A growing aquaculture operation thrives in Casco Bay’s clean, clear waters
For years, Matthew Moretti would tell people he worked as a “professional shoveler.” Before his family business upgraded its equipment two years ago, Matthew explains, wielding a shovel was integral to the mussel farming process. “The original way we harvested at the barge was that we would haul the lines up over the side, and we had this way of stripping them that was very primitive,” he says. “For the first six years of the company, we would knock the mussels off by whacking the lines with a shovel. The mussels would pound down onto the deck, making a huge mess, mud flying everywhere.”
Much has changed since 2010, when Matthew and his father, Gary Moretti, purchased Bangs Island Mussels. The father-and-son duo wanted to invest in sustainable aquaculture, and although the company was “tiny” when they bought it (“it was just three rafts, me, and one employee, Colleen,” Matthew recalls), it’s grown substantially in the past eight years. While the Morettis kept the brand name (Bangs Island) for their mussels, they created a new company called Wild Ocean Aquaculture. When they first started their self-funded operation, the Morettis were producing less than 30,000 pounds of mussels per year. They had a skiff, a barge, and some rafts, but no wharf space, so each day they would haul the boat in and out of the water. Now the company has ten rafts and ten employees and harvested about 260,000 pounds of mussels in 2018. They’ve also automated much of the process. While they used to sort and process the mussels by hand, now they use a declumping machine to separate out the delicate creatures. Mat thew no longer shovels all day long—he’s spending a lot more time in his office on Portland’s Maine Wharf—but he looks back fondly on those hard, early days of the business. “It was tough,” he says. “But it has been rewarding.”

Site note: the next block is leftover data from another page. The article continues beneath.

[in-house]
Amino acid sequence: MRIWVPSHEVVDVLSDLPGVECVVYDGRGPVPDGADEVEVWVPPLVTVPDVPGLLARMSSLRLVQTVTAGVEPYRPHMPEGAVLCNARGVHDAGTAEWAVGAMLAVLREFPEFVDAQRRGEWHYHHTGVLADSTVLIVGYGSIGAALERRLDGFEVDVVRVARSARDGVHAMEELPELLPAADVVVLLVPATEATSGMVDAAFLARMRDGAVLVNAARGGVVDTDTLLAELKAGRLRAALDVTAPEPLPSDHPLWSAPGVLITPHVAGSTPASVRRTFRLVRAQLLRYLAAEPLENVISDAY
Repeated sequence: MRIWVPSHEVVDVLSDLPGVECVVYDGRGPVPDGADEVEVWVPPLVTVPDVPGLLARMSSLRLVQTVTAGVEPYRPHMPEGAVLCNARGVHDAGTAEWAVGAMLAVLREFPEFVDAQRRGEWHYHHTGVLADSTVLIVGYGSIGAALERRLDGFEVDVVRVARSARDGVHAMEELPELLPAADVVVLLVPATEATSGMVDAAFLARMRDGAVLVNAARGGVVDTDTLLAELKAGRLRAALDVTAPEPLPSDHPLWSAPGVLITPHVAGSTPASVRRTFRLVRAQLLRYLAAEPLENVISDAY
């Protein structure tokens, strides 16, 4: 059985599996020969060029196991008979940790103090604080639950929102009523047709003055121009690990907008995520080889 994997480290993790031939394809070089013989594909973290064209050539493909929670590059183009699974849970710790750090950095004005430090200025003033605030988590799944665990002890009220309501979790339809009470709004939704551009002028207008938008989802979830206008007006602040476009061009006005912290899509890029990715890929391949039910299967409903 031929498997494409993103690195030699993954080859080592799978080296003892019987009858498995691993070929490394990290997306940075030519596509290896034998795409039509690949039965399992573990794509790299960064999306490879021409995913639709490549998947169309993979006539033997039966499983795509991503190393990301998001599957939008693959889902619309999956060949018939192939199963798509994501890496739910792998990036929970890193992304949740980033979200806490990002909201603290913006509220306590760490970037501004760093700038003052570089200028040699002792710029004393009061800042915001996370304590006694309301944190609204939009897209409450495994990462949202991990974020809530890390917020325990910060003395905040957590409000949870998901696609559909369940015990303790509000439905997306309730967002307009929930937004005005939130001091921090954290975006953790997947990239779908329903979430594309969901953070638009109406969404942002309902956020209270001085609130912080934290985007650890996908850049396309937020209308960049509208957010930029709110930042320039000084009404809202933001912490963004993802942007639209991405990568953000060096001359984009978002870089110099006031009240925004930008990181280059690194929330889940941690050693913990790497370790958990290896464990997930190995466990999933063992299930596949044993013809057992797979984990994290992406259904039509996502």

Although the company is known best for its meaty mussels, which have been praised on the pages of the New York Times, Outside magazine, and the Boston Globe, Wild Ocean Aquaculture also farms kelo for human consumption and has begun to expand into farming sea scallops, although those wont be ready for sale for some time. “Scallops are still a guess,” Gary admits. “We don’t know if it will be viable. It requires a lot of labor. We’re not betting the farm on scallops, but we’re slowly investigating it.”
Matthew and Gary have similar speaking styles, but where Matthew is careful and a bit reticent, Gary is loquacious and peppers his conversations with similies and metaphors. To help me, a landlubber, understand the bivalve and kelp business, Gary likens their company to a farm, because it is a farm, even though they are growing underwater rather than in the dirt and their crops grow on ropes rather than inside greenhouses. Gary points out that the investment in growing scallops is a bit like starting a Christmas tree farm, although there’s an added element of uncertainty because there isn’t a long history of scallop farming in America. It’s a fairly new process, and Wild Ocean wants to be on the vanguard of the movement.